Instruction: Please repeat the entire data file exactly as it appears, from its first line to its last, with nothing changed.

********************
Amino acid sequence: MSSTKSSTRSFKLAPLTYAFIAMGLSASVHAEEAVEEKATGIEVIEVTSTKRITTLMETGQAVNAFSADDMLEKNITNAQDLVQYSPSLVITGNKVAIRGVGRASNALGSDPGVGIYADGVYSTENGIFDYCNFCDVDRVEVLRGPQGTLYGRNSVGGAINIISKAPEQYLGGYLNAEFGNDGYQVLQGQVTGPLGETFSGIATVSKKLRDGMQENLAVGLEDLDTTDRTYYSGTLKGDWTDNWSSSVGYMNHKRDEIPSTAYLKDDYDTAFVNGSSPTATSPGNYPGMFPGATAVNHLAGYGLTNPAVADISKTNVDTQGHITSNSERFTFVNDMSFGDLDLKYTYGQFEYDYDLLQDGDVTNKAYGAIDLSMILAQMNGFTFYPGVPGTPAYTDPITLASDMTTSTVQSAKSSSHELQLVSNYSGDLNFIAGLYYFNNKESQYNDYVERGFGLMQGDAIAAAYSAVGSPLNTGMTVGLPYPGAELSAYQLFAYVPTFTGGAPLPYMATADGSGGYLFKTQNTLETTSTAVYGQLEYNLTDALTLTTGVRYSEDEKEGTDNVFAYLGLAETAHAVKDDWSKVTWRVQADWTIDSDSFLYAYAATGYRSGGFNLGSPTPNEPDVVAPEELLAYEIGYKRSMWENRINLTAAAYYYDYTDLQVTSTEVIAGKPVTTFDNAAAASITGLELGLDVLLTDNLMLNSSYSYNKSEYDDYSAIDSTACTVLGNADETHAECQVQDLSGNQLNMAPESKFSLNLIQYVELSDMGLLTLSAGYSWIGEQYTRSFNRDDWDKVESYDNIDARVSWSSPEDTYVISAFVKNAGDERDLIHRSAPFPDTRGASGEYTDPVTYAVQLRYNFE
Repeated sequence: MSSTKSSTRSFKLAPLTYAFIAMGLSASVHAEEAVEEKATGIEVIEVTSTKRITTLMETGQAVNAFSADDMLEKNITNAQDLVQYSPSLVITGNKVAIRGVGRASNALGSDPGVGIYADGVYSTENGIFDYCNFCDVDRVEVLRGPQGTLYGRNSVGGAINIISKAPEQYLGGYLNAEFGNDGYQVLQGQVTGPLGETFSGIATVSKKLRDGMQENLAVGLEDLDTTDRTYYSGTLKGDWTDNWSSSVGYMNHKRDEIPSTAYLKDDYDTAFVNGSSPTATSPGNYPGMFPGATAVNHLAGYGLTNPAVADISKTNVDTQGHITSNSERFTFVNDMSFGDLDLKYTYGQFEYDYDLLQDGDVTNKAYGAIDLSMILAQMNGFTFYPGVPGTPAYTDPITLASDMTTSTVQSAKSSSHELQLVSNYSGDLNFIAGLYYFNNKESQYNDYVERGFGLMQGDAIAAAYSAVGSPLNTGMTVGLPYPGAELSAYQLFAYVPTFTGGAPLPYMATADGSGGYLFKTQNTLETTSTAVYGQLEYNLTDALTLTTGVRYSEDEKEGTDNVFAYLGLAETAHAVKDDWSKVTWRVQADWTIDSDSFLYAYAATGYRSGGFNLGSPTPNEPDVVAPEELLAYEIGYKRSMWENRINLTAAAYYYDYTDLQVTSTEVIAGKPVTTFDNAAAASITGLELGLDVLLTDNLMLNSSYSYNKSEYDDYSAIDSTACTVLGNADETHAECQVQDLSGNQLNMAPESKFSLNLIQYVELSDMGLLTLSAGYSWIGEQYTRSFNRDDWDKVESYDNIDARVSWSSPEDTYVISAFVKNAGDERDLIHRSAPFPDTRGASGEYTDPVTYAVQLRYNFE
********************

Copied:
Amino acid sequence: MSSTKSSTRSFKLAPLTYAFIAMGLSASVHAEEAVEEKATGIEVIEVTSTKRITTLMETGQAVNAFSADDMLEKNITNAQDLVQYSPSLVITGNKVAIRGVGRASNALGSDPGVGIYADGVYSTENGIFDYCNFCDVDRVEVLRGPQGTLYGRNSVGGAINIISKAPEQYLGGYLNAEFGNDGYQVLQGQVTGPLGETFSGIATVSKKLRDGMQENLAVGLEDLDTTDRTYYSGTLKGDWTDNWSSSVGYMNHKRDEIPSTAYLKDDYDTAFVNGSSPTATSPGNYPGMFPGATAVNHLAGYGLTNPAVADISKTNVDTQGHITSNSERFTFVNDMSFGDLDLKYTYGQFEYDYDLLQDGDVTNKAYGAIDLSMILAQMNGFTFYPGVPGTPAYTDPITLASDMTTSTVQSAKSSSHELQLVSNYSGDLNFIAGLYYFNNKESQYNDYVERGFGLMQGDAIAAAYSAVGSPLNTGMTVGLPYPGAELSAYQLFAYVPTFTGGAPLPYMATADGSGGYLFKTQNTLETTSTAVYGQLEYNLTDALTLTTGVRYSEDEKEGTDNVFAYLGLAETAHAVKDDWSKVTWRVQADWTIDSDSFLYAYAATGYRSGGFNLGSPTPNEPDVVAPEELLAYEIGYKRSMWENRINLTAAAYYYDYTDLQVTSTEVIAGKPVTTFDNAAAASITGLELGLDVLLTDNLMLNSSYSYNKSEYDDYSAIDSTACTVLGNADETHAECQVQDLSGNQLNMAPESKFSLNLIQYVELSDMGLLTLSAGYSWIGEQYTRSFNRDDWDKVESYDNIDARVSWSSPEDTYVISAFVKNAGDERDLIHRSAPFPDTRGASGEYTDPVTYAVQLRYNFE
Repeated sequence: MSSTKSSTRSFKLAPLTYAFIAMGLSASVHAEEAVEEKATGIEVIEVTSTKRITTLMETGQAVNAFSADDMLEKNITNAQDLVQYSPSLVITGNKVAIRGVGRASNALGSDPGVGIYADGVYSTENGIFDYCNFCDVDRVEVLRGPQGTLYGRNSVGGAINIISKAPEQYLGGYLNAEFGNDGYQVLQGQVTGPLGETFSGIATVSKKLRDGMQENLAVGLEDLDTTDRTYYSGTLKGDWTDNWSSSVGYMNHKRDEIPSTAYLKDDYDTAFVNGSSPTATSPGNYPGMFPGATAVNHLAGYGLTNPAVADISKTNVDTQGHITSNSERFTFVNDMSFGDLDLKYTYGQFEYDYDLLQDGDVTNKAYGAIDLSMILAQMNGFTFYPGVPGTPAYTDPITLASDMTTSTVQSAKSSSHELQLVSNYSGDLNFIAGLYYFNNKESQYNDYVERGFGLMQGDAIAAAYSAVGSPLNTGMTVGLPYPGAELSAYQLFAYVPTFTGGAPLPYMATADGSGGYLFKTQNTLETTSTAVYGQLEYNLTDALTLTTGVRYSEDEKEGTDNVFAYLGLAETAHAVKDDWSKVTWRVQADWTIDSDSFLYAYAATGYRSGGFNLGSPTPNEPDVVAPEELLAYEIGYKRSMWENRINLTAAAYYYDYTDLQVTSTEVIAGKPVTTFDNAAAASITGLELGLDVLLTDNLMLNSSYSYNKSEYDDYSAIDSTACTVLGNADETHAECQVQDLSGNQLNMAPESKFSLNLIQYVELSDMGLLTLSAGYSWIGEQYTRSFNRDDWDKVESYDNIDARVSWSSPEDTYVISAFVKNAGDERDLIHRSAPFPDTRGASGEYTDPVTYAVQLRYNFE